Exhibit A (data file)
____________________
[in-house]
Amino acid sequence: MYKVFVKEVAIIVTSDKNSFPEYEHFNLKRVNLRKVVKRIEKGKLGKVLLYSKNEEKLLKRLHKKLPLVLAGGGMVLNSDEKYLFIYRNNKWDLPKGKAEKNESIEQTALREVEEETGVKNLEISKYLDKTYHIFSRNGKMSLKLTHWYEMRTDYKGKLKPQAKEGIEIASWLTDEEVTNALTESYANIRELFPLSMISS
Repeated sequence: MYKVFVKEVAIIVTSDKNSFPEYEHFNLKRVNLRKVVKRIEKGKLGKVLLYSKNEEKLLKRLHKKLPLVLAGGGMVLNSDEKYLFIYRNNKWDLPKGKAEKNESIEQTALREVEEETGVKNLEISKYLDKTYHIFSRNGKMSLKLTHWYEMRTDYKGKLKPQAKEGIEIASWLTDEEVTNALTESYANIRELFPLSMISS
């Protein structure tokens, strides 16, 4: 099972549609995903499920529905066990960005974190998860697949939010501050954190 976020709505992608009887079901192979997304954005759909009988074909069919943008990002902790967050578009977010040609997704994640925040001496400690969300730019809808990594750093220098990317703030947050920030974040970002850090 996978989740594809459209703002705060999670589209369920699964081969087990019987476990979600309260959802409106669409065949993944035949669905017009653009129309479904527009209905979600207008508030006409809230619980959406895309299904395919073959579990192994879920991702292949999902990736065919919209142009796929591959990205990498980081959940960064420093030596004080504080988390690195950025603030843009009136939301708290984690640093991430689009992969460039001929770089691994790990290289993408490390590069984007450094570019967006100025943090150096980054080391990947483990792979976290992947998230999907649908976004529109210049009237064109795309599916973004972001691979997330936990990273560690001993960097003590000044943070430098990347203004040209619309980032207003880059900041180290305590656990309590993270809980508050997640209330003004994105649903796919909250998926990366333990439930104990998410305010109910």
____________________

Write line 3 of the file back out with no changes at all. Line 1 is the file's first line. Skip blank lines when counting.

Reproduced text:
Repeated sequence: MYKVFVKEVAIIVTSDKNSFPEYEHFNLKRVNLRKVVKRIEKGKLGKVLLYSKNEEKLLKRLHKKLPLVLAGGGMVLNSDEKYLFIYRNNKWDLPKGKAEKNESIEQTALREVEEETGVKNLEISKYLDKTYHIFSRNGKMSLKLTHWYEMRTDYKGKLKPQAKEGIEIASWLTDEEVTNALTESYANIRELFPLSMISS